Senator calls for Trump to implement recommendations and back emergency declaration with emergency funding request to address crisis

Washington (November 1, 2017) – Senator Edward J. Markey (D-Mass.) released the following statement today after the White House opioid commission issued its final report of recommendations to combat the opioid crisis. The report includes a total of 56 recommendations, ranging from requiring that all opioid prescribers receive mandatory education on safe prescribing practices to the utilization of technologies to expand efforts to intercept illicit fentanyl. Last week, President Trump declared the opioid epidemic a public health emergency but did not urge Congress to appropriate additional funding to help states and local communities respond to this exploding epidemic.

“The White House opioid commission has put forth a set of sensible policies, but these recommendations will be little more than ink on paper unless the President requests a specific amount of funding for the federal government and states to implement them,” said Senator Markey. “The American public, and especially those families suffering in this crisis, need more than just a list of actions from a commission; they need a commitment to action. I will continue to work with my colleagues in Congress on both sides of the aisle to combat the opioid epidemic, but President Trump must show leadership and dedicate resources to address this scourge.”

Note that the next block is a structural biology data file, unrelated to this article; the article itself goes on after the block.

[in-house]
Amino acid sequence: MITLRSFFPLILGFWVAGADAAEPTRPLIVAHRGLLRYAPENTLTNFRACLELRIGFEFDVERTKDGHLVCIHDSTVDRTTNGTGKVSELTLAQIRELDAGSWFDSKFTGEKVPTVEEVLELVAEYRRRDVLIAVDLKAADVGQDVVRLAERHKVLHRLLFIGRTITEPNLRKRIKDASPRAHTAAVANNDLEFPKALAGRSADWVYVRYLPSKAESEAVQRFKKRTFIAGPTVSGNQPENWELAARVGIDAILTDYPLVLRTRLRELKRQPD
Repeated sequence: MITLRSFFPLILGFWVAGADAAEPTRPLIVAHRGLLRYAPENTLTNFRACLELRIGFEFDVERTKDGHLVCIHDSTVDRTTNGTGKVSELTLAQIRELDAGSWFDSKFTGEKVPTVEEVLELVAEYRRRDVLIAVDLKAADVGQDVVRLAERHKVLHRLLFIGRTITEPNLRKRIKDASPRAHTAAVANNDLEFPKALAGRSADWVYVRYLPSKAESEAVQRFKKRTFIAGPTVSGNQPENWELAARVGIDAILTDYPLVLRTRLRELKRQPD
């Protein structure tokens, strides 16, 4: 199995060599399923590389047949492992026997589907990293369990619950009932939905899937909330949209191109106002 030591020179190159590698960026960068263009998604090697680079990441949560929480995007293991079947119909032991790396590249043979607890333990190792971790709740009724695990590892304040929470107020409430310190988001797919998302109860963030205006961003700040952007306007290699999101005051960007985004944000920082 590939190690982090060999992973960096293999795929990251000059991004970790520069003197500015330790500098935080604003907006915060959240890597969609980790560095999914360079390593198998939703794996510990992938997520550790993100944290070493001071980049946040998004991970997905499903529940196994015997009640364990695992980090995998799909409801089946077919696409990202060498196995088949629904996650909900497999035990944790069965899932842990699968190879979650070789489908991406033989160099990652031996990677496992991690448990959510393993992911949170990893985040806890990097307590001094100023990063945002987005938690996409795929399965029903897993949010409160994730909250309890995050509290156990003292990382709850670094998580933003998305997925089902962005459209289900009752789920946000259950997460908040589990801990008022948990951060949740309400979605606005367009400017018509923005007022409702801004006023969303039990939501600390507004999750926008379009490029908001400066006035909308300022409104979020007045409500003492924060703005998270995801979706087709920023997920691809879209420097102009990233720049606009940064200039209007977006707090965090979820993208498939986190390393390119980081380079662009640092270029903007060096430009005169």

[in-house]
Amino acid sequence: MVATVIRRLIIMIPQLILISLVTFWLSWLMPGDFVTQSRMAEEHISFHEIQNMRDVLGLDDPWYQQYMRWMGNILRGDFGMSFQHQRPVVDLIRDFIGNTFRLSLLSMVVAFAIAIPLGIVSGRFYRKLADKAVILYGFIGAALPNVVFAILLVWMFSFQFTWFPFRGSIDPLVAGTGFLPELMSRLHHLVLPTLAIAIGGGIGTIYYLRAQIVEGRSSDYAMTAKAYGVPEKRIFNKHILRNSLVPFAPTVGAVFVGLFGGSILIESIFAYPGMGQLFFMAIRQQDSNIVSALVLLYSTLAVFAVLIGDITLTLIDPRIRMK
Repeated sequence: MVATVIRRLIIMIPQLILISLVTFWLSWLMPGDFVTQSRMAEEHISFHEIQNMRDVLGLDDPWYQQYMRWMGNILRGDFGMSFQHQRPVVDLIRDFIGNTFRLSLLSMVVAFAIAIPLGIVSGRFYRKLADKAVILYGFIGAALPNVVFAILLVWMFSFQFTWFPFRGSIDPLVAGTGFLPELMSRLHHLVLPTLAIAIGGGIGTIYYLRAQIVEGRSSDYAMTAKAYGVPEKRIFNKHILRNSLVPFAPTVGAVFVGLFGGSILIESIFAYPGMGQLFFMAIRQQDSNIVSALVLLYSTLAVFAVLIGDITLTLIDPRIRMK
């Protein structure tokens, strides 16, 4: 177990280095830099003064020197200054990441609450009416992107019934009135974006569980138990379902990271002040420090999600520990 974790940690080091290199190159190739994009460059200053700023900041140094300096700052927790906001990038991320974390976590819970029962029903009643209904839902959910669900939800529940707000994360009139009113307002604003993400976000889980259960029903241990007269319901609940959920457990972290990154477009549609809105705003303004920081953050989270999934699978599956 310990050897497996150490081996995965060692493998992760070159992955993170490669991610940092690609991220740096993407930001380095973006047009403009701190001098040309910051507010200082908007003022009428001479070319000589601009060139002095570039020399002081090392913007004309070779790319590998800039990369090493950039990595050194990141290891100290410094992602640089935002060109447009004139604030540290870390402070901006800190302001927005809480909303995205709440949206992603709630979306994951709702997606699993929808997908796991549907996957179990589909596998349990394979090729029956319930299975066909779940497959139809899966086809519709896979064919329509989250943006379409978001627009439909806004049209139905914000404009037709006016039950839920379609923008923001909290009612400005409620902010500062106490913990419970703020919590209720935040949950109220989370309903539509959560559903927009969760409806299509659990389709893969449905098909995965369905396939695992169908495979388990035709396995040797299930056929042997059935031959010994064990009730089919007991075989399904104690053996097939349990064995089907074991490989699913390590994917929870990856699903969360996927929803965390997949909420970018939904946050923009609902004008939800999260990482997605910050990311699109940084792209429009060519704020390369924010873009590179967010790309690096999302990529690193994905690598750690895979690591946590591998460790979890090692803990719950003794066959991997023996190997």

Senator Markey and Senator Bob Casey (D-Penn.) introduced the Combatting the Opioid Epidemic Act, which would invest $45 billion for prevention, detection, monitoring, and treatment of opioid misuse and use disorders. Senate Republicans proposed providing that same amount for the crisis as part of their Better Care Reconciliation Act in July.

This summer, Senator Markey reintroduced the Safe Prescribing of Controlled Substances Act (S.1554) with Senators Richard Blumenthal (D-Conn.), Elizabeth Warren (D-Mass.), Dianne Feinstein (D-Calif.), and Joe Manchin (D-W.V.). The legislation requires that all prescribers applying for or renewing a federal license with the Drug Enforcement Agency (DEA) to prescribe controlled substances, such as prescription painkillers, complete mandatory education that will help encourage responsible prescribing practices. This policy recommendation was included in the commission’s interim and final reports.

Also, in March, Senator Markey was joined by Senators Marco Rubio (R-Fla.), Sherrod Brown (D-Ohio) and Shelley Moore Capito (R-W.V.) in introducing the INTERDICT Act (S.708), legislation that would provide U.S. Customs and Border Protection tools such as hi-tech chemical screening devices to help detect and interdict fentanyl and other illicit synthetic opioids. The U.S. House of Representatives passed companion legislation, introduced by Congresswoman Niki Tsongas (MA-03), last week.